Sometimes all it takes is an unusual concept to make me
interested in playing a particular video game. When I first heard that you
shoot enemies with your tears in The
Binding of Issac, I was instantly curious. It is funny to me though, as
once I actually started playing The
Binding of Issac, it was not the game’s theme that kept me around but its
very solid design.
Loosely following the biblical tale, you play as a little
boy named Issac whose insane mother watches too much evangelical Christian
television and thinks that God commands her to kill Issac in God’s name. The
game starts as an escape fantasy for Issac as he “finds” a trapdoor in his
bedroom floor and then progresses through different levels fighting gruesome
parts of his psyche.
Binding of Issac’s developer, Edmund McMillen, specifically
modeled the game’s play after the classic Legend
of Zelda and that influence definitely shows as you move room to room
attacking monsters and finding keys and bombs. As I mentioned before, Issac’s
main weapon is his tears which he emits in a steady stream to kill his enemies.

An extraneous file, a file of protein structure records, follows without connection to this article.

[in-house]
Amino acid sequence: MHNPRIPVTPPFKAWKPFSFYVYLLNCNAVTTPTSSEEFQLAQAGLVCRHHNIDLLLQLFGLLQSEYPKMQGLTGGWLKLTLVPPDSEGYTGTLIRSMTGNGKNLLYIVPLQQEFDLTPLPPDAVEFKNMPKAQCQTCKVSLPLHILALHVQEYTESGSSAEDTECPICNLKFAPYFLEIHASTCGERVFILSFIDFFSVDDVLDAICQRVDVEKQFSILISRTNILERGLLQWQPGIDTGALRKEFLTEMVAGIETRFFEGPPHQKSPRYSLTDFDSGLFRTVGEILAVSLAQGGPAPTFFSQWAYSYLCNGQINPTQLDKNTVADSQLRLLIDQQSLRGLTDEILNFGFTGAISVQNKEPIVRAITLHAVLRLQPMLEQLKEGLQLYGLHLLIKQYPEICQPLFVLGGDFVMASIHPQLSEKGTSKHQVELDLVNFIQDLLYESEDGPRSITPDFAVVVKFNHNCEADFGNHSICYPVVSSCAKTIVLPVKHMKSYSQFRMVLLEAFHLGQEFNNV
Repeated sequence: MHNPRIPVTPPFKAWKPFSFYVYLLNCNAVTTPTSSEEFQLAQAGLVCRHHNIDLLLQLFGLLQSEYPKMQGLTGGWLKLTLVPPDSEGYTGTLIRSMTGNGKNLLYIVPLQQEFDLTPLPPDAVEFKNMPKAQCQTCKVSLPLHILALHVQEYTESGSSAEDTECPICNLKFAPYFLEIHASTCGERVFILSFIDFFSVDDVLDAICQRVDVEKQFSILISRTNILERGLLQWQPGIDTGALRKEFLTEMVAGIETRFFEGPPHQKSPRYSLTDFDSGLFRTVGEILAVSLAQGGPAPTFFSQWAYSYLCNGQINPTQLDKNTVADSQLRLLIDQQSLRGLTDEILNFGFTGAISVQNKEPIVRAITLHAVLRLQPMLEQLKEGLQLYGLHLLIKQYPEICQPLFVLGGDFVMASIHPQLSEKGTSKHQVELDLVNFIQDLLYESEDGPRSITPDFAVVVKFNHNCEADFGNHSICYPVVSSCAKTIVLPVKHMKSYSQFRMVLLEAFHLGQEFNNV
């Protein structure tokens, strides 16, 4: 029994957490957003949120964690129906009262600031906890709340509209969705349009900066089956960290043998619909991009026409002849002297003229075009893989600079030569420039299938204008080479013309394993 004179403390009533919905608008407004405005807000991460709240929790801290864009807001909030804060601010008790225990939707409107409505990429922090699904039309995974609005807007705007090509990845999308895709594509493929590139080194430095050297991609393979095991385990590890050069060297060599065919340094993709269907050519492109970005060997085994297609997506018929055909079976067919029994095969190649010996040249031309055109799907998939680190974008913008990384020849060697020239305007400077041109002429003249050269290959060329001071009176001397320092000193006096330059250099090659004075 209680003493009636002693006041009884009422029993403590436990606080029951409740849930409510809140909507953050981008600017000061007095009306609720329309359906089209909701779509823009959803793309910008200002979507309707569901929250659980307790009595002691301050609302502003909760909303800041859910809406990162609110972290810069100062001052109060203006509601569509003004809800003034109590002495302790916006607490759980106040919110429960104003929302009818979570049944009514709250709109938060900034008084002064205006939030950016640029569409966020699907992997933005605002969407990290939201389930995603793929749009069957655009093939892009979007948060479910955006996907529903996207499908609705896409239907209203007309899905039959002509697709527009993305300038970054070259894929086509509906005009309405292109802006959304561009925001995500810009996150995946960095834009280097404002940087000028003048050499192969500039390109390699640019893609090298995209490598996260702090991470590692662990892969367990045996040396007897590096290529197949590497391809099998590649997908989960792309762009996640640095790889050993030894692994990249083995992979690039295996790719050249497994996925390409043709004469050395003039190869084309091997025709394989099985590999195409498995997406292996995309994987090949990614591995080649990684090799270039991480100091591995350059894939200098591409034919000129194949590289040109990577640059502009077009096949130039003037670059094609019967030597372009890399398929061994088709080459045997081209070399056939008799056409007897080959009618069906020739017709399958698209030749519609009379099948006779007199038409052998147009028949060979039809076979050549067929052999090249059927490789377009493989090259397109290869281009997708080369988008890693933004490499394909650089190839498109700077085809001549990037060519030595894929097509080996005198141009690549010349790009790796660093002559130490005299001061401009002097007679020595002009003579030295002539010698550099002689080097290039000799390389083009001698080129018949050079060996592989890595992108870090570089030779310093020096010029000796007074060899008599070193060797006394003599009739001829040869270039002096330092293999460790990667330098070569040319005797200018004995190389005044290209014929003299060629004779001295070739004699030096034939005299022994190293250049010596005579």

The upgrades to his tears, so to speak, are a lot of fun and so are the various
other special weapons you can get. The “laser” tears are among my favorites.
What I like especially about The Binding of Issac is that it rarely misses the mark on pure game
mechanics and its extra little details are more than just window dressing. The
game’s controls are very smooth and perfect for its style of play where precision
dodging is needed to avoid enemy attacks. Also, each special item Issac picks
up is drawn onto the character model itself resulting in a quite spooky and
unique-looking character each time you play.
You will indeed play The
Binding of Issac quite a few times since it is set up in a rogue-like style
where you cannot save and if you die, you start completely over. Considering
that the items and levels in the game are randomized, this can make play-throughs
quite varied—in some sessions you will get a great combination of weapons and
in others the items you find are rather ineffectual.
From what I understand from interviews with the developer,
The Binding of Issac was a bit of a
side project for him but even so, the game was clearly made with a lot of
love—a creepy, skeletons-in-the-closet kind of love. The game is full of
smart and thoughtful design and if you were ever a fan of Zelda’s game play it is well worth picking up.